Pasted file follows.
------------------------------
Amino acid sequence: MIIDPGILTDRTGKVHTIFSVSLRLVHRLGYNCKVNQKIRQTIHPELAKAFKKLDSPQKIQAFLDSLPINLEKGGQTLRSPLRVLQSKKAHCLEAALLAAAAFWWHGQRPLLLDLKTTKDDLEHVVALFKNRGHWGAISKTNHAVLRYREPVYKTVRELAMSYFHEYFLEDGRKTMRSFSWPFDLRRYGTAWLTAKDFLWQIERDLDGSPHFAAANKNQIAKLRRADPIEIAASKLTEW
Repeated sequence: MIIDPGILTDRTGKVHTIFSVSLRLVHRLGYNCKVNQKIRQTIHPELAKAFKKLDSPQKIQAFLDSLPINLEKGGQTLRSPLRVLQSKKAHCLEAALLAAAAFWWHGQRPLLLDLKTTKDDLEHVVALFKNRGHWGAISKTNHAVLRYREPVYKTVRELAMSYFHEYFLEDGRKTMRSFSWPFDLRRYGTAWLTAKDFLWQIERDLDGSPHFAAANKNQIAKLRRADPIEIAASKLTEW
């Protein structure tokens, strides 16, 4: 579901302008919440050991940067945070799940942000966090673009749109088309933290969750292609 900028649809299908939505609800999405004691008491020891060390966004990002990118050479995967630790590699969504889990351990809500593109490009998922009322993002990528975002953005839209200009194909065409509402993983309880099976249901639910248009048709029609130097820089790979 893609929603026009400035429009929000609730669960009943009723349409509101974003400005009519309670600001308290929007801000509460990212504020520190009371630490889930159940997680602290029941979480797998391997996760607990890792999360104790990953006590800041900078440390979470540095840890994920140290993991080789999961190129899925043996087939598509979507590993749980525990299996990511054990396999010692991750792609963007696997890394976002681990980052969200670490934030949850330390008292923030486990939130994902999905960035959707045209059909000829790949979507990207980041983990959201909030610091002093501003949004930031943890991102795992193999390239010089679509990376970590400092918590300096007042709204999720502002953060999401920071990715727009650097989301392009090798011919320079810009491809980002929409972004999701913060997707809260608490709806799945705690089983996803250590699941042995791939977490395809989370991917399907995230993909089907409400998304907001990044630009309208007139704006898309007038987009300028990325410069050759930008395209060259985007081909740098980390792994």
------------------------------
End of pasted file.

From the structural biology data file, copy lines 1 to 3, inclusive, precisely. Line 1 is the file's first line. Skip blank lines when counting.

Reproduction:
Amino acid sequence: MIIDPGILTDRTGKVHTIFSVSLRLVHRLGYNCKVNQKIRQTIHPELAKAFKKLDSPQKIQAFLDSLPINLEKGGQTLRSPLRVLQSKKAHCLEAALLAAAAFWWHGQRPLLLDLKTTKDDLEHVVALFKNRGHWGAISKTNHAVLRYREPVYKTVRELAMSYFHEYFLEDGRKTMRSFSWPFDLRRYGTAWLTAKDFLWQIERDLDGSPHFAAANKNQIAKLRRADPIEIAASKLTEW
Repeated sequence: MIIDPGILTDRTGKVHTIFSVSLRLVHRLGYNCKVNQKIRQTIHPELAKAFKKLDSPQKIQAFLDSLPINLEKGGQTLRSPLRVLQSKKAHCLEAALLAAAAFWWHGQRPLLLDLKTTKDDLEHVVALFKNRGHWGAISKTNHAVLRYREPVYKTVRELAMSYFHEYFLEDGRKTMRSFSWPFDLRRYGTAWLTAKDFLWQIERDLDGSPHFAAANKNQIAKLRRADPIEIAASKLTEW
């Protein structure tokens, strides 16, 4: 579901302008919440050991940067945070799940942000966090673009749109088309933290969750292609 900028649809299908939505609800999405004691008491020891060390966004990002990118050479995967630790590699969504889990351990809500593109490009998922009322993002990528975002953005839209200009194909065409509402993983309880099976249901639910248009048709029609130097820089790979 893609929603026009400035429009929000609730669960009943009723349409509101974003400005009519309670600001308290929007801000509460990212504020520190009371630490889930159940997680602290029941979480797998391997996760607990890792999360104790990953006590800041900078440390979470540095840890994920140290993991080789999961190129899925043996087939598509979507590993749980525990299996990511054990396999010692991750792609963007696997890394976002681990980052969200670490934030949850330390008292923030486990939130994902999905960035959707045209059909000829790949979507990207980041983990959201909030610091002093501003949004930031943890991102795992193999390239010089679509990376970590400092918590300096007042709204999720502002953060999401920071990715727009650097989301392009090798011919320079810009491809980002929409972004999701913060997707809260608490709806799945705690089983996803250590699941042995791939977490395809989370991917399907995230993909089907409400998304907001990044630009309208007139704006898309007038987009300028990325410069050759930008395209060259985007081909740098980390792994």